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Bombay HC rules service tax chargable on immovable property rentals; Naik, retailers now wait for Delhi HC

Naik Naik & Co-led Retailers Association of India (RAI) has lost the immovable property rentals’ service tax matter in the Bombay High Court, which upheld the union government’s power to enact laws to impose service tax on such rentals as constitutionally valid.

The association comprising of retailers such as DB Realty, Fabindia and Cinemax had challenged the levy of service tax on property rentals provided under section 65(105)(zzzz) of the Finance Act 2010 which was brought in to take effect retrospectively since 2007.

Naik Naik & Co managing partner Ameet Naik had instructed senior counsel Apsi Chenoy to represent RAI while Additional Solicitor General D J Khambata argued for the respondent central government.

Naik told Legally India: “The court has rejected our contention and upheld the constitutional validity of service tax on rent. Therefore on rent of commercial premises you have to pay service tax.

“The stay which we had earlier [on the levy of service tax on immovable property] continues for only four weeks.

“While it is a well written judgement, I feel service tax net should not become wide enough to tax anything and everything and by this logic everything will become service, which is what the impact of this judgement is going to be.”

Naik added that the court rejected their argument that service tax on rent is nothing but a tax on land and it was within the legislative competence of the state and not the union government. “The judge said that it is not a tax on rent and covered under entry 97 of the residuary list and therefore the parliament is competent to enact it.”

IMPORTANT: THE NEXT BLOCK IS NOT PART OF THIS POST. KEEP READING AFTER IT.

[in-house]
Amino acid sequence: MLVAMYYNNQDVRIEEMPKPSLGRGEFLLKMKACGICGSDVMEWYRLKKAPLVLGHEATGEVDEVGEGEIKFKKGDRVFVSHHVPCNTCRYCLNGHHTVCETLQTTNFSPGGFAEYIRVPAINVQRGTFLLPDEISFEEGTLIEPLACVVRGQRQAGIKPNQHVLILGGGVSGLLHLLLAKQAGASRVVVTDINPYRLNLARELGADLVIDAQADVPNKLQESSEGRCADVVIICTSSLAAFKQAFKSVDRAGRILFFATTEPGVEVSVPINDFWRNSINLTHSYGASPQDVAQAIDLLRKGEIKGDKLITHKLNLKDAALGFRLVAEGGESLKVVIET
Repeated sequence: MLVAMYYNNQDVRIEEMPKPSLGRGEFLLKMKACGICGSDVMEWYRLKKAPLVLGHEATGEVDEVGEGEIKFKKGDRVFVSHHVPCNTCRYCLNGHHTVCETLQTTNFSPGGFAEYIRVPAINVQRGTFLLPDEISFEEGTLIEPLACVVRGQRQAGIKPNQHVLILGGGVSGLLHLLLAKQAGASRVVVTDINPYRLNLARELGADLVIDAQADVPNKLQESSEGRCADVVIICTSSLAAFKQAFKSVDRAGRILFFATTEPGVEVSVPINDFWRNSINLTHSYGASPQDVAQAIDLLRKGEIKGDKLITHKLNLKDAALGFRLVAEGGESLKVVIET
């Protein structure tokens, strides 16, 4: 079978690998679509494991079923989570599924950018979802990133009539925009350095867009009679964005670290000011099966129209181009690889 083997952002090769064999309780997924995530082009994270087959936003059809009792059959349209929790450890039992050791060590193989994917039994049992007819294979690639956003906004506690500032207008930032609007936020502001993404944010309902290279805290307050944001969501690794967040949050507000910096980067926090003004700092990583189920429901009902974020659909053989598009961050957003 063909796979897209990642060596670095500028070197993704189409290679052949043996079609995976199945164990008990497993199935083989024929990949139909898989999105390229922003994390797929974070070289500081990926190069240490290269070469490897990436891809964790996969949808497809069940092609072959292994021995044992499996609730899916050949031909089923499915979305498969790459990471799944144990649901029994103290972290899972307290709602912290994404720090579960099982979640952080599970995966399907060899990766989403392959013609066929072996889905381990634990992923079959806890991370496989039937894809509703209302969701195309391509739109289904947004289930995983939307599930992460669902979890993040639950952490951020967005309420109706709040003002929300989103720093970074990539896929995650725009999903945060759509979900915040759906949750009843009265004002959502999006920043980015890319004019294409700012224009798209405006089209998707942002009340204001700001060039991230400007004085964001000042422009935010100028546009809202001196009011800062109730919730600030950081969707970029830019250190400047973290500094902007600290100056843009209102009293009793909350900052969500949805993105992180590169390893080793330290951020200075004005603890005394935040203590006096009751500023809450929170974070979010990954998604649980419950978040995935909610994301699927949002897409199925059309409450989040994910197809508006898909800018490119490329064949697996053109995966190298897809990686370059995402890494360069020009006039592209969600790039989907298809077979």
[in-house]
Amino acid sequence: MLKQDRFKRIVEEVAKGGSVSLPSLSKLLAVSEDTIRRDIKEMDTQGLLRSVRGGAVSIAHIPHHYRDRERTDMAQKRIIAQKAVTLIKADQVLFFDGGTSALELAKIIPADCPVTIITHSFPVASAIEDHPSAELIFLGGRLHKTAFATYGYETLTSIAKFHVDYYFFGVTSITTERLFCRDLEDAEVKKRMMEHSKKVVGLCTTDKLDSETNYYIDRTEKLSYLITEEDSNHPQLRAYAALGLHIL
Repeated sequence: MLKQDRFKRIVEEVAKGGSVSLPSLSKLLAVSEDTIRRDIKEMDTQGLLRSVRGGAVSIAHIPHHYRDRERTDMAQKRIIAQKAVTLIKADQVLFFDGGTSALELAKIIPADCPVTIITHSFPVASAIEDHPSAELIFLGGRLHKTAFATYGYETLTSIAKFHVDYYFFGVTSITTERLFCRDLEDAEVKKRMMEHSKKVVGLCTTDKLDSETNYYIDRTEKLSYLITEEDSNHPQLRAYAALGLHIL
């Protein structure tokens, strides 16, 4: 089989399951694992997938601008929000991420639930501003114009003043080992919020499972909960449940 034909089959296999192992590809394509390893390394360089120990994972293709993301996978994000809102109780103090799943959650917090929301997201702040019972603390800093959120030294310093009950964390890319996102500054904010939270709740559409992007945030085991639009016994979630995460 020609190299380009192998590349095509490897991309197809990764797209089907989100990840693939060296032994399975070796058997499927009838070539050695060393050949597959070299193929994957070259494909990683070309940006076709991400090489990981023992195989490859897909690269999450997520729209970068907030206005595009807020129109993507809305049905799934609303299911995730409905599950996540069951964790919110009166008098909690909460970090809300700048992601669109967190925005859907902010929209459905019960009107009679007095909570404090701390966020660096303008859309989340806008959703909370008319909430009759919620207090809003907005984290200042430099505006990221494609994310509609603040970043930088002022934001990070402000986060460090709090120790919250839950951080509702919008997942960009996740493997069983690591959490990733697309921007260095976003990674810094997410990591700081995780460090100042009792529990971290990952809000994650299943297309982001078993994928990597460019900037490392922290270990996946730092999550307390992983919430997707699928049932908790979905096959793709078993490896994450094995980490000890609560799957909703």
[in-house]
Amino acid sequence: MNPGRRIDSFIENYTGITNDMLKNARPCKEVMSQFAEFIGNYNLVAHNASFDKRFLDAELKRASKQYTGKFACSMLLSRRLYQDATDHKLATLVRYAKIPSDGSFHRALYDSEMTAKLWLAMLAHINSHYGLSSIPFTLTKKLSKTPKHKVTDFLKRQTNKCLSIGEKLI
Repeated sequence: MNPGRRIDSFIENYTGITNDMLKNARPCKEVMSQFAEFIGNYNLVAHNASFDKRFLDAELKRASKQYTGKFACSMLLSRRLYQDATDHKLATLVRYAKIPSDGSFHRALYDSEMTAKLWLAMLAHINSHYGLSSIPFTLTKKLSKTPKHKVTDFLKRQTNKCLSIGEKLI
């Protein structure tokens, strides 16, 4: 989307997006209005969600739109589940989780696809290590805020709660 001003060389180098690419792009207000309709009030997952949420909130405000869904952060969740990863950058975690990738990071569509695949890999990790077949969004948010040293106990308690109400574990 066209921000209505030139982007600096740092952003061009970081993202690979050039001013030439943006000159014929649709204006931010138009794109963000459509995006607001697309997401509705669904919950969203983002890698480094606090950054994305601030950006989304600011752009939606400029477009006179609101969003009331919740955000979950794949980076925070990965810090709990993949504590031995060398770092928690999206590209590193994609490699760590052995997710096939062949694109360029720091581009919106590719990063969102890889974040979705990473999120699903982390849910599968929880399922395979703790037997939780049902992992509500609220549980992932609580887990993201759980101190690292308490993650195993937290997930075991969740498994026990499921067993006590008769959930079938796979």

The issues contended before the Bombay High Court on behalf of the RAI included:

a) The letting of immovable property is a mere property transaction and there is no value added service element in the same which alone can be subjected to service tax.

b) The impugned levy of tax is nothing but a tax on the letting of immovable property and the same is squarely covered by Entry 49 of List II. Consequently, Parliament has no legislative competence to levy the said tax under the residuary Entry 97 of List I of Schedule VII.

c) In our Constitutional Scheme, the very same transaction or taxable event cannot be taxed by both Parliament and also by the State Legislature.

d) In any event, there can be no retrospective imposition of any penal levies on the Assessees, such as penalties, interest and prosecution.

Naik said that the full bench decision of the Delhi High Court on the issue is awaited now and only after reading the Bombay High Court judgement they will decide on the question of approaching the Supreme Court.

In open court yesterday the judgement was delivered by division bench of justices DY Chandrachud and Anoop Mohta.

As reported by Legally India, the Delhi High Court earlier ruled twice in favour of Naik’s client Home Soultions and stayed the imposition of service tax on immovable property while the Punjab & Haryana High Court had adopted a contrary view.

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